(This article belongs to the Special Issue Dietary Antioxidants and Gut Health)
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11 pages, 1970 KiB  
Article
Postbiotic Preparation of Lacticaseibacillus rhamnosus GG against Diarrhea and Oxidative Stress Induced by Spike Protein of SARS-CoV-2 in Human Enterocytes
by Marco Poeta, Valentina Cioffi, Antonietta Tarallo, Carla Damiano, Andrea Lo Vecchio, Eugenia Bruzzese, Giancarlo Parenti and Alfredo Guarino
Antioxidants 2023, 12(10), 1878; https://doi.org/10.3390/antiox12101878 - 19 Oct 2023
Cited by 1 | Viewed by 1242
Abstract
The Spike protein of SARS-CoV-2 acts as an enterotoxin able to induce chloride secretion and production of reactive oxygen species (ROS), involved in diarrhea pathogenesis. L. rhamnosus GG (LGG) is recommended in pediatric acute gastroenteritis guidelines as a therapy independent of infectious etiology. [...] Read more.
The Spike protein of SARS-CoV-2 acts as an enterotoxin able to induce chloride secretion and production of reactive oxygen species (ROS), involved in diarrhea pathogenesis. L. rhamnosus GG (LGG) is recommended in pediatric acute gastroenteritis guidelines as a therapy independent of infectious etiology. We tested a postbiotic preparation of LGG (mLGG) in an in vitro model of COVID-associated diarrhea. Caco-2 cell monolayers mounted in Ussing chambers were exposed to Spike protein, and electrical parameters of secretory effect (Isc and TEER) were recorded in the Ussing chambers system. Oxidative stress was analyzed by measuring ROS production (DCFH-DA), GSH levels (DNTB), and lipid peroxidation (TBARS). Experiments were repeated after mLGG pretreatment of cells. The Isc increase induced by Spike was consistent with the secretory diarrhea pattern, which was dependent on oxidative stress defined by a 2-fold increase in ROS production and lipid peroxidation and variation in glutathione levels. mLGG pretreatment significantly reduced the secretory effect (p = 0.002) and oxidative stress, namely ROS (p < 0.001), lipid peroxidation (p < 0.001), and glutathione level changes (p < 0.001). LGG counteracts Spike-induced diarrhea by inhibiting the enterotoxic effect and oxidative stress. The LGG efficacy in the form of a postbiotic depends on metabolites secreted in the medium with antioxidant properties similar to NAC. Because SARS-CoV-2 is an enteric pathogen, the efficacy of LGG independent of etiology in the treatment of acute gastroenteritis is confirmed by our data. Full article
(This article belongs to the Special Issue Dietary Antioxidants and Gut Health)
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16 pages, 2393 KiB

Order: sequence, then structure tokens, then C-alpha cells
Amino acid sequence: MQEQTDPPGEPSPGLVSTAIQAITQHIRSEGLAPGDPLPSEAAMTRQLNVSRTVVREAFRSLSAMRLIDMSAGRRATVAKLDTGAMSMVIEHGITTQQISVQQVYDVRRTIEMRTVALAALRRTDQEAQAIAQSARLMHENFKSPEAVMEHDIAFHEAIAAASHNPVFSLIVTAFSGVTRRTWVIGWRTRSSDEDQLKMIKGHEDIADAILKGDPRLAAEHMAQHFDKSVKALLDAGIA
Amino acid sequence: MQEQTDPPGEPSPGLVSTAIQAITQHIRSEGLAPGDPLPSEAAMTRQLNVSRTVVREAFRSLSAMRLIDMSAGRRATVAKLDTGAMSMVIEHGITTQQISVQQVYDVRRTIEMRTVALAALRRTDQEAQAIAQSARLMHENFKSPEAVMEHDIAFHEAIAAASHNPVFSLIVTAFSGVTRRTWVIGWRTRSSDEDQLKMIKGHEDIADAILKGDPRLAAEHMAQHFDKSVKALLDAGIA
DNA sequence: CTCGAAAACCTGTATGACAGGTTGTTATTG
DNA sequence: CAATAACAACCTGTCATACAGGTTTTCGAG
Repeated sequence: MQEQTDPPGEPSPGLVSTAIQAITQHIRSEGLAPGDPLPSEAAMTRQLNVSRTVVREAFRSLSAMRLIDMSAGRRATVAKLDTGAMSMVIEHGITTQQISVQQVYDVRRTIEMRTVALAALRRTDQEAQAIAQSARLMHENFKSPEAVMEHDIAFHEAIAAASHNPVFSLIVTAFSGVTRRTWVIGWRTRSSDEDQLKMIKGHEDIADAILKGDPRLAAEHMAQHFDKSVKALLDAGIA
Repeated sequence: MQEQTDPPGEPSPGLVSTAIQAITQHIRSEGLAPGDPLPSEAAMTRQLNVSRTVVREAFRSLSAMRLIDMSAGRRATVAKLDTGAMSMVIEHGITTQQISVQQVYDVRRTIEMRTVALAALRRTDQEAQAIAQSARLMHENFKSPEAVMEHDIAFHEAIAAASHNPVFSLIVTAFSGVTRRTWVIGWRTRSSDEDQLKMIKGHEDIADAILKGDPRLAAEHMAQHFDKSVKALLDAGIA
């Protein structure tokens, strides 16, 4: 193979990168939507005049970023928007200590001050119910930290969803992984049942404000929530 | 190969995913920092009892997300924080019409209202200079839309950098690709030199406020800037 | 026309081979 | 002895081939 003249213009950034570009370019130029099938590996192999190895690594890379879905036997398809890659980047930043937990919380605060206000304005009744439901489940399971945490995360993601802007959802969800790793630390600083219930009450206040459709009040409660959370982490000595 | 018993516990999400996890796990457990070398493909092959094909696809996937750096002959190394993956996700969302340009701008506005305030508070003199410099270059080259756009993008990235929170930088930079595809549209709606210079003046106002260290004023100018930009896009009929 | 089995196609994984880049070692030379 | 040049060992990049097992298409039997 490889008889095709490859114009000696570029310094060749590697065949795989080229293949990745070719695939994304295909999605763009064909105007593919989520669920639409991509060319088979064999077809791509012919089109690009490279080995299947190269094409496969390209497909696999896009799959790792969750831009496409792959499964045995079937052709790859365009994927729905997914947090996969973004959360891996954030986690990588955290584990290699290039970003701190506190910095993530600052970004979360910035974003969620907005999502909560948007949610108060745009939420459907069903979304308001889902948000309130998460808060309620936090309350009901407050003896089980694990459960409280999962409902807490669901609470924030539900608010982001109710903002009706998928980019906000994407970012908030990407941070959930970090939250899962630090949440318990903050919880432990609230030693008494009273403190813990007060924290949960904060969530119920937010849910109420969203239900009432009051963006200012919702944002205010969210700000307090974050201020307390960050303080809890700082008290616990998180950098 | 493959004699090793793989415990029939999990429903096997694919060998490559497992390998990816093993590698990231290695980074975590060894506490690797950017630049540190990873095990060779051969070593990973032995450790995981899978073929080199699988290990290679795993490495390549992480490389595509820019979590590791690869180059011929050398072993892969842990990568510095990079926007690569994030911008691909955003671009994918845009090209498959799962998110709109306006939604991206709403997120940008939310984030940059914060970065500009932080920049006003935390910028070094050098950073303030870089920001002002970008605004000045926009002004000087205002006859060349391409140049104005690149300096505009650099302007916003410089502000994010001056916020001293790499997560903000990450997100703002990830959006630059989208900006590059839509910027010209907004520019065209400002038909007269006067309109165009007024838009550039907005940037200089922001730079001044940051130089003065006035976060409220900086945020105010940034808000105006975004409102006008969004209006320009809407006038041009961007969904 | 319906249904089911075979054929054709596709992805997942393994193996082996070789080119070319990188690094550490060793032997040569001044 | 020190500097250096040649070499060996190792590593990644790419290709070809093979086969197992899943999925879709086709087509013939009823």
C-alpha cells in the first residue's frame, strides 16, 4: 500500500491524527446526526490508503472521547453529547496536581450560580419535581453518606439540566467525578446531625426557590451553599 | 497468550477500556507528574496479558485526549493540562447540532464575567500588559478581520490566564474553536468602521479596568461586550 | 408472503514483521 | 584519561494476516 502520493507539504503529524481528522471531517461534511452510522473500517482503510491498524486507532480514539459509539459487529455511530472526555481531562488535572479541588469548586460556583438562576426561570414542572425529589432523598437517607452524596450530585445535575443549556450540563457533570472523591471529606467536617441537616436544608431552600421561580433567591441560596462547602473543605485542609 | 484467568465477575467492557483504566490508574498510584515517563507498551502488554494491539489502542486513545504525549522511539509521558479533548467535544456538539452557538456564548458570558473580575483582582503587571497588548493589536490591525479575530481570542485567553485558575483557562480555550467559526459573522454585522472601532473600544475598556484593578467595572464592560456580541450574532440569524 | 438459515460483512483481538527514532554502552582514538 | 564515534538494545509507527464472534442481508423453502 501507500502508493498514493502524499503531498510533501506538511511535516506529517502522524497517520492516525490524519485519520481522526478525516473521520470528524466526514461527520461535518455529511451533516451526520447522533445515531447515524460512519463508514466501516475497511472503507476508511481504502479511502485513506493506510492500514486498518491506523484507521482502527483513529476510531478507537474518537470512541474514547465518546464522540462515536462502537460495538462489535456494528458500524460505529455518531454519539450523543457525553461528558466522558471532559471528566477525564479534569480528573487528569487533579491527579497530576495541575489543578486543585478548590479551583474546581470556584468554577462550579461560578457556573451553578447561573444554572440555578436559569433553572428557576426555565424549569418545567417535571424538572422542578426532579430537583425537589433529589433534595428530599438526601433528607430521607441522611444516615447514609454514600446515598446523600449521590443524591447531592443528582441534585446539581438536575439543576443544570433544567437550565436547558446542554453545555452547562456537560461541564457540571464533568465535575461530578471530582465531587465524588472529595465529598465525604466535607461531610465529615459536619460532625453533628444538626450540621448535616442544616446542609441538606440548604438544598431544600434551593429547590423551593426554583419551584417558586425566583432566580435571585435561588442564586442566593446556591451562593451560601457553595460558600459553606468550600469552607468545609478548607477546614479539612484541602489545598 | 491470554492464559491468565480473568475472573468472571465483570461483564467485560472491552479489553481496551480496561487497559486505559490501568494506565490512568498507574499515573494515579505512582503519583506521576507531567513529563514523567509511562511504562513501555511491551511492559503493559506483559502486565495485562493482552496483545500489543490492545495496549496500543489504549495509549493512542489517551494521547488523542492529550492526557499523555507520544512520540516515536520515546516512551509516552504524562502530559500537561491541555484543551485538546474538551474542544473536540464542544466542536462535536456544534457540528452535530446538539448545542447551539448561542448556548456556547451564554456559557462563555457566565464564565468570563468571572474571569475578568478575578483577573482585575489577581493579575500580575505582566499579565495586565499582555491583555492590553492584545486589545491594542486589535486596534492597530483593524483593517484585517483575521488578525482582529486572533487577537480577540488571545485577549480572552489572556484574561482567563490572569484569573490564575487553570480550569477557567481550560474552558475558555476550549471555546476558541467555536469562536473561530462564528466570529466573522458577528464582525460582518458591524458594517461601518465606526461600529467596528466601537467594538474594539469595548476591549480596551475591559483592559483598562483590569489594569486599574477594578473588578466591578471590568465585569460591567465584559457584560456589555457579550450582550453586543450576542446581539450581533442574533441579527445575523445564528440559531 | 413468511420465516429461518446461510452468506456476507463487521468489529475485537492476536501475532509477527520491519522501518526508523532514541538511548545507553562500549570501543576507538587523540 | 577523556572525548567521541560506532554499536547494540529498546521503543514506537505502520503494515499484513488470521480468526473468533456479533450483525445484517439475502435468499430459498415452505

Article
Dietary Taurine Improves Growth Performance and Intestine Health via the GSH/GSSG Antioxidant System and Nrf2/ARE Signaling Pathway in Weaned Piglets
by Lingang Wang, Liwen Jiang, Yunyun Chu, Fu Feng, Wenjie Tang, Chen Chen, Yibin Qiu, Zhijin Hu, Hui Diao and Zhiru Tang
Antioxidants 2023, 12(10), 1852; https://doi.org/10.3390/antiox12101852 - 12 Oct 2023
Cited by 1 | Viewed by 1177
Abstract
Early weaning of piglets was prone to increase reactive oxygen species, disrupt the redox balance, decrease antioxidant capacity, cause oxidative stress and intestinal oxidative damage, and lead to diarrhea in piglets. This research aimed to study dietary taurine (Tau) supplementation at a level [...] Read more.
Early weaning of piglets was prone to increase reactive oxygen species, disrupt the redox balance, decrease antioxidant capacity, cause oxidative stress and intestinal oxidative damage, and lead to diarrhea in piglets. This research aimed to study dietary taurine (Tau) supplementation at a level relieving intestinal oxidative damage in early-weaned piglets. A total of 48 piglets were assigned to four groups of 12 individuals and fed a basal diet with 0.0% Tau (CON), 0.2% Tau (L-Tau), 0.3% Tau (M-Tau), or 0.4% Tau (H-Tau), respectively. The animal experiment lasted 30 days. The final weight, weight gain, average daily gain, and feed conversion rate increased with the increase in dietary Tau (Linear, p < 0.05; Quadratic p < 0.05), while the diarrhea index of piglets decreased with the increase in dietary Tau (Linear, p < 0.05). Serum malondialdehyde, nitric oxide (NO), D-lactose, and oxidized glutathione (GSSG) concentrations decreased with the increase in dietary Tau (Linear, p < 0.05). The O2•− and OH clearance rate in serum, liver, and jejunum mucosa increased with the increase in dietary Tau (Linear, p < 0.05). Serum superoxide dismutase (SOD) activity, glutathione peroxidase (GPX) activity, catalase (CAT) activity, and peroxidase (POD) activity and total antioxidant capacity increased with the increase in dietary Tau (Linear, p < 0.05). The serum glutathione (GSH) concentration and the ratio of GSH to GSSG increased with the increase in dietary Tau (Linear, p < 0.05). The POD and glutathione synthase activity in the liver and jejunum mucosa increased with the increase in dietary Tau (Linear, p < 0.05). The mRNA abundances of HO-1 and GPX1 in the H-Tau group were higher than that in the L-Tau, M-Tau, and CON groups (p < 0.05). The mRNA abundances of SOD1 and Nrf2 in the M-Tau and H-Tau groups were higher than in the L-Tau and CON groups (p < 0.05). The mRNA abundance of SOD2 in the L-Tau, M-Tau, and H-Tau groups was higher than in the CON group (p < 0.05). The VH and the ratio of VH to CD of jejunum and ileum increased with the increase in dietary Tau (Linear, p < 0.05). The mRNA abundances of occludens 1 and claudin 1 in the H-Tau group were higher than that in the CON, L-Tau, and M-Tau (p < 0.05). The mRNA abundance of occludin in the L-Tau, M-Tau, and H-Tau groups was higher than that in CON (p < 0.05). The abundance of Firmicutes increased with the increase in dietary Tau (Linear, p < 0.05), while Proteobacteria and Spirochaetota decreased with the increase in dietary Tau (Linear, p < 0.05). Collectively, dietary supplementation of 0.3% and 0.4% Tau in feed could significantly improve the growth performance and enhance the antioxidant capacity of piglets. Full article